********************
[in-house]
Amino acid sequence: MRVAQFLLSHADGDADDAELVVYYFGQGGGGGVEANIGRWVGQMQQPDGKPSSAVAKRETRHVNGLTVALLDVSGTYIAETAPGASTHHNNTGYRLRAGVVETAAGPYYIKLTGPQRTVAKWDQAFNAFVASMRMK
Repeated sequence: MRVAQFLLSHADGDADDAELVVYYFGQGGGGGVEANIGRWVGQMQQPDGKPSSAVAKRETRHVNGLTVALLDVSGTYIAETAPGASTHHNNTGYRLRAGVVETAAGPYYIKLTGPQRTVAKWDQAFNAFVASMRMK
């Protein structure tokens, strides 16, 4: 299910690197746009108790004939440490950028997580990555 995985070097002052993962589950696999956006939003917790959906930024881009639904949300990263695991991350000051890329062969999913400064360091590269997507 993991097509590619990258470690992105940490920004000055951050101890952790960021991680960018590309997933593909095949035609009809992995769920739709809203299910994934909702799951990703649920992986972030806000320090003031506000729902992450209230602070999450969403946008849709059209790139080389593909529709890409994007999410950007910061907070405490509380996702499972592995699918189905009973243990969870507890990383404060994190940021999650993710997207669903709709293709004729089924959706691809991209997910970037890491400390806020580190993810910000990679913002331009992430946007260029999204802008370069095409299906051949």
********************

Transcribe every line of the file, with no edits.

[in-house]
Amino acid sequence: MRVAQFLLSHADGDADDAELVVYYFGQGGGGGVEANIGRWVGQMQQPDGKPSSAVAKRETRHVNGLTVALLDVSGTYIAETAPGASTHHNNTGYRLRAGVVETAAGPYYIKLTGPQRTVAKWDQAFNAFVASMRMK
Repeated sequence: MRVAQFLLSHADGDADDAELVVYYFGQGGGGGVEANIGRWVGQMQQPDGKPSSAVAKRETRHVNGLTVALLDVSGTYIAETAPGASTHHNNTGYRLRAGVVETAAGPYYIKLTGPQRTVAKWDQAFNAFVASMRMK
């Protein structure tokens, strides 16, 4: 299910690197746009108790004939440490950028997580990555 995985070097002052993962589950696999956006939003917790959906930024881009639904949300990263695991991350000051890329062969999913400064360091590269997507 993991097509590619990258470690992105940490920004000055951050101890952790960021991680960018590309997933593909095949035609009809992995769920739709809203299910994934909702799951990703649920992986972030806000320090003031506000729902992450209230602070999450969403946008849709059209790139080389593909529709890409994007999410950007910061907070405490509380996702499972592995699918189905009973243990969870507890990383404060994190940021999650993710997207669903709709293709004729089924959706691809991209997910970037890491400390806020580190993810910000990679913002331009992430946007260029999204802008370069095409299906051949």